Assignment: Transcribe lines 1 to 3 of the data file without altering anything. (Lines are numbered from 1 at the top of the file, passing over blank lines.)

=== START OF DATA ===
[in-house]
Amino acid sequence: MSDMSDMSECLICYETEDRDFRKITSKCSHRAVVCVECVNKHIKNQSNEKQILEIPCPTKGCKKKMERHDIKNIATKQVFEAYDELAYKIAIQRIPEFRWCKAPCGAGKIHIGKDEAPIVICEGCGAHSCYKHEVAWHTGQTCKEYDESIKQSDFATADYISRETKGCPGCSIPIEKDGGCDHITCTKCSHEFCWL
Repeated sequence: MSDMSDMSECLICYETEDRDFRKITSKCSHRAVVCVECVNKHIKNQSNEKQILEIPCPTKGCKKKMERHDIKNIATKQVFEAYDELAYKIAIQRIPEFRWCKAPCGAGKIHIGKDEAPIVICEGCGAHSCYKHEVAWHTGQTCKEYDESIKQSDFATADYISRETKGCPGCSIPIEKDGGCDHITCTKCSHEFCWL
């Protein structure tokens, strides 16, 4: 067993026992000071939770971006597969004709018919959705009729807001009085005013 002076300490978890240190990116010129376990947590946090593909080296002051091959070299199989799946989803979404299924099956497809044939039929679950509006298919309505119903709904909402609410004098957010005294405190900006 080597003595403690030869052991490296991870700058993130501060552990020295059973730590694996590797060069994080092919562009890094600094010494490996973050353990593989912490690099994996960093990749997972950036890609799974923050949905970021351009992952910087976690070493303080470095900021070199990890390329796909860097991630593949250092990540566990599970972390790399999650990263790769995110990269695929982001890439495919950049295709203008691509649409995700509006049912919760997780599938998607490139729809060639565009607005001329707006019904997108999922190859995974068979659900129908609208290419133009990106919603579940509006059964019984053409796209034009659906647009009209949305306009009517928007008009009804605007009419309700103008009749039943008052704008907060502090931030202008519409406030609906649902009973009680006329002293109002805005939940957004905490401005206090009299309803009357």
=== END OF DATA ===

[in-house]
Amino acid sequence: MSDMSDMSECLICYETEDRDFRKITSKCSHRAVVCVECVNKHIKNQSNEKQILEIPCPTKGCKKKMERHDIKNIATKQVFEAYDELAYKIAIQRIPEFRWCKAPCGAGKIHIGKDEAPIVICEGCGAHSCYKHEVAWHTGQTCKEYDESIKQSDFATADYISRETKGCPGCSIPIEKDGGCDHITCTKCSHEFCWL
Repeated sequence: MSDMSDMSECLICYETEDRDFRKITSKCSHRAVVCVECVNKHIKNQSNEKQILEIPCPTKGCKKKMERHDIKNIATKQVFEAYDELAYKIAIQRIPEFRWCKAPCGAGKIHIGKDEAPIVICEGCGAHSCYKHEVAWHTGQTCKEYDESIKQSDFATADYISRETKGCPGCSIPIEKDGGCDHITCTKCSHEFCWL